New party rises in Malaysia's limbo
by Michael Sheridan
Kuala Lumpur

From The Sunday Times, UK
4th April 1999

THE strain is taking its toll as Malaysia's "trial of the century" grinds on. For Anwar Ibrahim, the fallen deputy prime minister, and his campaigning wife, Wan Azizah Ismail, it is a wait for justice. For the fretful politics of this multiracial nation, it is also a countdown to the moment of truth.

"I still have the sense and the hope that he might be acquitted," Azizah said last week. "But perhaps it is wishful thinking."

Anwar's campaign to oust Mahathir Mohamad, Malaysia's veteran prime minister, is due to receive a big boost this morning. A multiracial grouping, the National Justice party, is to be launched in the ballroom of a five-star hotel in Kuala Lumpur with Azizah as its president.

Its aim is to unite Malays, Chinese and other races in a coalition against Mahathir's ruling order, with Anwar as its imprisoned figurehead.

Azizah, an eye specialist by profession who trained in Dublin, has thrown herself night and day into the heady task of fomenting opposition. She is also bracing herself and the couple's six children for the personal pain she fears lies ahead.

"However well prepared one is for the verdict, it will still come as something unwanted," she said. "I am helping the children to prepare for it and for the reality of a sentence after so long a trial. It's necessary for them to realise that they will be seeing less of their father and to be prepared for that.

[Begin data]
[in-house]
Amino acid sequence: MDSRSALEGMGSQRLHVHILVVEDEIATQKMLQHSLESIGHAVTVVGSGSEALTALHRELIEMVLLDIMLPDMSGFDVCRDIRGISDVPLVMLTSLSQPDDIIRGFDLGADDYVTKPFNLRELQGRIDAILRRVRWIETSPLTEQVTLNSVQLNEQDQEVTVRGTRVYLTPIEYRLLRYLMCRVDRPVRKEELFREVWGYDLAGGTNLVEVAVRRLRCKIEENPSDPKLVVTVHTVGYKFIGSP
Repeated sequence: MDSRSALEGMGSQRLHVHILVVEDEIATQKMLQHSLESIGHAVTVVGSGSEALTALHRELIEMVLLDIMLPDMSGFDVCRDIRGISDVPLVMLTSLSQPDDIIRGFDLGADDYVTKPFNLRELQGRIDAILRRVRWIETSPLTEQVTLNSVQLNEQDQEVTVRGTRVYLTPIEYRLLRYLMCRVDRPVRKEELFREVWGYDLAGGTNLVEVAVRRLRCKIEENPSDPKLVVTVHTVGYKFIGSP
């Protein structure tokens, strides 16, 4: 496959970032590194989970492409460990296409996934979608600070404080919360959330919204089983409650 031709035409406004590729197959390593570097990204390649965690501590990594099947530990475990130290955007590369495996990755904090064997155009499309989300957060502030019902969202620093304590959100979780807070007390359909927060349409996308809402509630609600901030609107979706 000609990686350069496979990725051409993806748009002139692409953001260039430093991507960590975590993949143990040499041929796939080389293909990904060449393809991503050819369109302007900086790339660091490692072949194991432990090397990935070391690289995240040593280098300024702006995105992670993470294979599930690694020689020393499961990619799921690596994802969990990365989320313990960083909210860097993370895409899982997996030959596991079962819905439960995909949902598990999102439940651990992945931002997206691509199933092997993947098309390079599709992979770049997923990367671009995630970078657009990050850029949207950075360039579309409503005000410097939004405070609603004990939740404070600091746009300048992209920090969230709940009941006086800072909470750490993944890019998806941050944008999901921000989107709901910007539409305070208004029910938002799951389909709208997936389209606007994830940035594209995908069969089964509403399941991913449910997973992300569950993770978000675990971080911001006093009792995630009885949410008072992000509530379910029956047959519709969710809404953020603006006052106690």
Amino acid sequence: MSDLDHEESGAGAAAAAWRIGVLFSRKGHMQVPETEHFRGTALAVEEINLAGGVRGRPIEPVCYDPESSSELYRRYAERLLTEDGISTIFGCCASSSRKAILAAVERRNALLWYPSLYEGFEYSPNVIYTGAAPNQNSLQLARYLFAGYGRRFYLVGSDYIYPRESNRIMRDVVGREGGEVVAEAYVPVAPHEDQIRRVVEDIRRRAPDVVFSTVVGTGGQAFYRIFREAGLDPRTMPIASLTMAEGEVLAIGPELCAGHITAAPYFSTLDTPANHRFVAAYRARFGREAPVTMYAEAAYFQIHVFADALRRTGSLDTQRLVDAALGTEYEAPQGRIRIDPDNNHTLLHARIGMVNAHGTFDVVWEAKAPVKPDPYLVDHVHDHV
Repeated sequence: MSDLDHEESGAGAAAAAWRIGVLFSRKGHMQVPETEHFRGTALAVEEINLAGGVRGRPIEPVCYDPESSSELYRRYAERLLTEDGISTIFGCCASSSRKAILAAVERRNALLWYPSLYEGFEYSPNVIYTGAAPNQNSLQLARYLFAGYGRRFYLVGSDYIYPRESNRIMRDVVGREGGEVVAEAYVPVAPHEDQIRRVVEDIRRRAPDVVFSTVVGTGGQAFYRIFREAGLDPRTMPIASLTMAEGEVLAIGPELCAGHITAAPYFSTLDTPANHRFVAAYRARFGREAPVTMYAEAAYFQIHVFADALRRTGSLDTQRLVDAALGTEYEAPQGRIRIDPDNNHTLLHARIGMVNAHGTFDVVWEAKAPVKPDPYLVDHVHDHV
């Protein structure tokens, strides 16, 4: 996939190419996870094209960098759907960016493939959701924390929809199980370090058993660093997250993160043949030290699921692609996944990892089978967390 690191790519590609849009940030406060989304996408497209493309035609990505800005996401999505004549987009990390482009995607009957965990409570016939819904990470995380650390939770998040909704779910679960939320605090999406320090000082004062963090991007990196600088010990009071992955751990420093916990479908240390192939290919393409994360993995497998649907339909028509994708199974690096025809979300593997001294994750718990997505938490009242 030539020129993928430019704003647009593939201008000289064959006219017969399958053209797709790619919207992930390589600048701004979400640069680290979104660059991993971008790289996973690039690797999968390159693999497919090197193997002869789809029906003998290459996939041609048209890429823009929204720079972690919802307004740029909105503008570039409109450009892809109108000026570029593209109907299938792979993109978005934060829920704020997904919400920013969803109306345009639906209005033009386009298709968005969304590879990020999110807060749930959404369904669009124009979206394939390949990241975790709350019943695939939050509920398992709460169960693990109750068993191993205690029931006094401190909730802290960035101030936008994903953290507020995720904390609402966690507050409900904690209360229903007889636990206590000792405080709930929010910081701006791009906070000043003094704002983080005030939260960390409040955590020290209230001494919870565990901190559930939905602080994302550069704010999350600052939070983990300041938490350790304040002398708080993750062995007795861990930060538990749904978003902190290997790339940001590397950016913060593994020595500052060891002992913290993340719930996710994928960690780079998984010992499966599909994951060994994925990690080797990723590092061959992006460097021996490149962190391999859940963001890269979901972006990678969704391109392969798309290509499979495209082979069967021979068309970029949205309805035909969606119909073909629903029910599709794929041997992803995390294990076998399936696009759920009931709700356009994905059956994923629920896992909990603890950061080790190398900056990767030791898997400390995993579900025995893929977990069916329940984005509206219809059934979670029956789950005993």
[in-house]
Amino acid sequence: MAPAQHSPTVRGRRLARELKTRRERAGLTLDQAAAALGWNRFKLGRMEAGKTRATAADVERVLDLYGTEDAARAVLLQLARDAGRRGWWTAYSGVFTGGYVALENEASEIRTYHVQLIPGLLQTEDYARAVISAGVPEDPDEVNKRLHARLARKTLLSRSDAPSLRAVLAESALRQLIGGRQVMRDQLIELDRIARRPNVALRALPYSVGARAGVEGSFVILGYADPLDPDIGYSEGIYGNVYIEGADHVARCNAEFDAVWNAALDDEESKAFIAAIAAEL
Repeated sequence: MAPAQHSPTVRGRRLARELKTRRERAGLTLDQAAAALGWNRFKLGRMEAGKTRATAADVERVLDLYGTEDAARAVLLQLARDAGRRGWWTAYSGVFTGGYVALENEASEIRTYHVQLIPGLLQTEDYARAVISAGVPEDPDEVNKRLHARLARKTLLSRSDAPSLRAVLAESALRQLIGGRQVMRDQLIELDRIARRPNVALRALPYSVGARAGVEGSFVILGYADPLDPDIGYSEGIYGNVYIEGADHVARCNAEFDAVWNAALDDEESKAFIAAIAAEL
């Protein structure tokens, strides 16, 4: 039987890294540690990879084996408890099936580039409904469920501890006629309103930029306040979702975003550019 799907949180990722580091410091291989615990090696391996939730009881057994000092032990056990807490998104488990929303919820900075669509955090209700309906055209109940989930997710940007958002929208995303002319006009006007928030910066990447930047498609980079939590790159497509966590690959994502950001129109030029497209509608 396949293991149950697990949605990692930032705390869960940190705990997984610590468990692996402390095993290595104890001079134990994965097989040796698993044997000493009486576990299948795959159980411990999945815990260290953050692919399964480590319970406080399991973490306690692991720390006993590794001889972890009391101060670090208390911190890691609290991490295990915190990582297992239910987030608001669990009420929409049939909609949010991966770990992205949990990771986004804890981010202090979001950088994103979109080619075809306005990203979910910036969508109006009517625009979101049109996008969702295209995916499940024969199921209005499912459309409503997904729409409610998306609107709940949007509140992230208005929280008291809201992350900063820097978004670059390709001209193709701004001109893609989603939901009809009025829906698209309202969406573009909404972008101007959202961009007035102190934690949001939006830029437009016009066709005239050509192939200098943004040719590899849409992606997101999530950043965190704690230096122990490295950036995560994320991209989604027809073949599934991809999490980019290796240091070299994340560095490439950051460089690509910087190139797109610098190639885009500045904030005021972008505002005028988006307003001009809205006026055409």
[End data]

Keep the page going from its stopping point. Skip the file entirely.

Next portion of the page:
"I am telling them to remember that their father is still there, that it is as if he has just gone away somewhere but we will still be able to see him from time to time."

Judge Augustine Paul, who is hearing the case against Anwar on four charges of interfering with a police inquiry into allegations of sexual misconduct, has set a date of April 14 for his verdict. After a long trial in which the sex charges facing Anwar were dropped but the judge ruled consistently in favour of the prosecution on points of law, few people in Kuala Lumpur have much doubt about the outcome.

The Malaysian legal system does not allow for trial by jury.

But even in jail, Anwar, 51, is writing, agitating and organising opponents of the prime minister in the expectation that Mahathir, who is now 73, will call general elections before April next year.

Since he was beaten up by a senior police officer - who subsequently retired abruptly - Anwar has enjoyed the overt sympathy of warders and policemen inside jail. None the less, he is a lonely man.

Every night at 6.30pm he is returned to his solitary cell after consultations with his lawyers and family visitors, and is locked in until dawn with his books, his Koran, his prayers and his thoughts.

"Anwar was psychologically prepared for this," explained Mohamad Ezam Noor, his former political secretary, who left the country last September on the day a battered Anwar was led into court with a black eye.

"He talked several times even before his sacking as deputy prime minister about the prospect of two to four years in prison. But he said two years in prison would do more than 20 years in UMNO [Mahathir's United Malays National Organisation]."